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Sunday, 23 April 2017

Another Memorable Day! - on 12th April, 2017

Just four days after my last published 'memorable day' I had another one. This one was, again,  attributable to Tim Mackrill, although he's not aware of the fact! Tim was giving a talk that evening, for the benefit of the Rutland Osprey Volunteers, and I was booked to attend. It seemed sensible, as the venue was at 19.30 at Rutland Water which is some 45 miles (72 km) from my home, to combine my attendance with a visit to Rutland Water itself.

The day got off to a good start as we had a Chiffchaff in our garden. Although this is not a rare bird, it is rare in our garden. I didn't get as good shots as I'd have liked, but here's one.

Chiffchaff (Phylloscopus collybita) - our garden
I set off after an early lunch and first called at my Little Owl Site No.02 as I hadn't seen an owl there for a while. I'm delighted to report that one was showing.

Little Owl (Athene noctua) (male) - my Site No.02
I headed towards Rutland Water on the usual owling route, but no owls were seen - probably because it was rather windy.

At one point on my route, down a narrow lane, a small creature scuttled onto the road and darted back again. I stopped the car, and found a shrew, which I believe to be a Pygmy Shrew, in the grass. At first I thought it was injured, but my photos suggest it just had a soaking-wet patch of fur.

Pygmy Shrew (Sorex minutus)?
Having checked in at the Egleton Visitor Centre at Rutland Water, I set off northward on the trail that leads to the hides on that side. I'd not gone far before I found a crop of Snake's-head Fritillaries in one small meadow. Unfortunately, a photo of the area would have looked most unattractive as the immediate area was roped-off, with wire netting round most of the individual plants. There were both pink and white forms here.


Snake's-head Fritillary (Fritillaria meleagris) - Rutland Water, Egleton Reserve
In another meadow, there were two Egyptian Geese resting. I'm sure I'm not the only person who has mixed feelings about these strange-looking birds. Once they were relatively uncommon, but they're now firmly established over much of the country, and in such numbers at Rutland Water that they make a nuisance of themselves, particularly when they occupy Osprey nests before the Ospreys return. Here's one Egyptian Goose from that day - not even an attractive bird in my opinion.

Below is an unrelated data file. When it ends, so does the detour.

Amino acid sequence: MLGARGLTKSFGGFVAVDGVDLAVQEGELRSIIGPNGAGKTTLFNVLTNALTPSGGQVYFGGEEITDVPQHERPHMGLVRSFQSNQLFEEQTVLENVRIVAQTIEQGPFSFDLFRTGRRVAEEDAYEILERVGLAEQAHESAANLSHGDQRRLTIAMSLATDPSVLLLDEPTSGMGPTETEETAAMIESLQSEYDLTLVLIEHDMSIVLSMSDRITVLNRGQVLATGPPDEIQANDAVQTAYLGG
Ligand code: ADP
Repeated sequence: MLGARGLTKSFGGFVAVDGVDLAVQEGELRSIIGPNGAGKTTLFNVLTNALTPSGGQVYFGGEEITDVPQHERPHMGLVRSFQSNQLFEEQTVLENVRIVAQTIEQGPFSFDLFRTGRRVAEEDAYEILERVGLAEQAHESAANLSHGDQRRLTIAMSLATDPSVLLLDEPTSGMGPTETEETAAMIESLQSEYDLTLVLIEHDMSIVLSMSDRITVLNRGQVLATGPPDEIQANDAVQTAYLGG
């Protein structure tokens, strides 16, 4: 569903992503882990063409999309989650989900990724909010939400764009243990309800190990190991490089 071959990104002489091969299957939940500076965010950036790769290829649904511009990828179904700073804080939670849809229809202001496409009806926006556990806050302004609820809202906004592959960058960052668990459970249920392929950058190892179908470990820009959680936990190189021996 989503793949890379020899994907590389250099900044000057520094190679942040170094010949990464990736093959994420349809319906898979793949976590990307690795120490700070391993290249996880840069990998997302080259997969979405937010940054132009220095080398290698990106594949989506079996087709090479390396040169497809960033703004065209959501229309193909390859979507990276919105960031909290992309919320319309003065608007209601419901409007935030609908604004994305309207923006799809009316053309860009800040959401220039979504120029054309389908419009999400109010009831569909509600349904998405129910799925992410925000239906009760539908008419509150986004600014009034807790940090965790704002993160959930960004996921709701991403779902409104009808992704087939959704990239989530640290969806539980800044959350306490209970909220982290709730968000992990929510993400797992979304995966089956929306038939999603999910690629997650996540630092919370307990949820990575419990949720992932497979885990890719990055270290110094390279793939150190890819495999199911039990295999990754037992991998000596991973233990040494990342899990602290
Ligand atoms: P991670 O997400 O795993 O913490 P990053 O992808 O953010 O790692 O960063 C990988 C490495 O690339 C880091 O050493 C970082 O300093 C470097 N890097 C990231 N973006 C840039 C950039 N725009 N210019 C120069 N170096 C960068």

Egyptian Goose (Alopochen aegyptiaca) - Rutland Water, Egleton Reserve
From one of the hides (I didn't note which) I photographed Tufted Duck and Coot. In this light, the difference in body colour and head colour could easily be seen.

Tufted Duck (Aythya fuligula) (male) - Rutland Water, Egleton Reserve
Tufted Duck (Aythya fuligula) (female) - Rutland Water, Egleton Reserve
Coot (Fulica atra) - Rutland Water, Egleton Reserve
I eventually reached Shoveler Hide on Lagoon 3, which tends to be one of the best hides for sightings. The water level in Lagoon 3 was higher than I've ever seen it before. There was virtually nothing left of the islands that are usually in front of the hide. There were also few birds of any interest to be seen. I sat patiently for a while and was, eventually, rewarded by a drake Garganey emerging from behind some reeds. I managed a safety record shot through the reeds.

Garganey (Anas querquedula) (male) - Rutland Water, Egleton Reserve
I sat watching intently and, after about ten minutes, the duck came out into the open, but steadily made its way away from me. My photos from this part of my observations were not too good. However, after about another three quarters of an hour, the duck was making its way back towards me, dabbling as it did so.

 

Garganey (Anas querquedula) (male) - Rutland Water, Egleton Reserve
All this time, it had been hugging the shoreline. Suddenly it struck out into open water towards me.

Garganey (Anas querquedula) (male) - Rutland Water, Egleton Reserve
There was a patch of vegetation only about 30 metres away, and the Garganey joined a pair of Teal there. This gave me better opportunities.


Garganey (Anas querquedula) (male) - Rutland Water, Egleton Reserve
Eventually, it moved further away to a tiny patch of 'land' which was above the waterline, where it emerged and started preening before going to sleep.

Garganey (Anas querquedula) (male) - Rutland Water, Egleton Reserve
At this point I decided it was time to leave, stopping briefly at Sandpiper Hide on Lagoon 4. There was little to see and it started raining as I left the hide. By the time I got to the approach to Osprey Hide it had started chucking it down, so I took refuge in the hide. Fortunately, the worst had passed in around 15 minutes, so I hurried back to the car park, camera in bag, and grabbed a quick picnic before attending the event.

Tim Mackrill gave an excellent talk that evening. The first part was about his PhD thesis on Osprey Migration, and was extremely interesting and informative. We then had a break with refreshments, and this was followed by Tim explaining his plans for the future. He's got some wonderful prospects up his sleeve, and I have every confidence that all will come to fruition - much to the benefit of the planet!

It was around 22h00 before the proceedings came to an end, and I had a long journey home, so kept to the main roads in the interest of speed, getting home at around 23h30. 

Thanks to Tim Mackrill, this was another rewarding day. Brilliant, Tim!!!

I've managed to keep my promise of this being a significantly shorter post than my previous one - thank you for dropping by.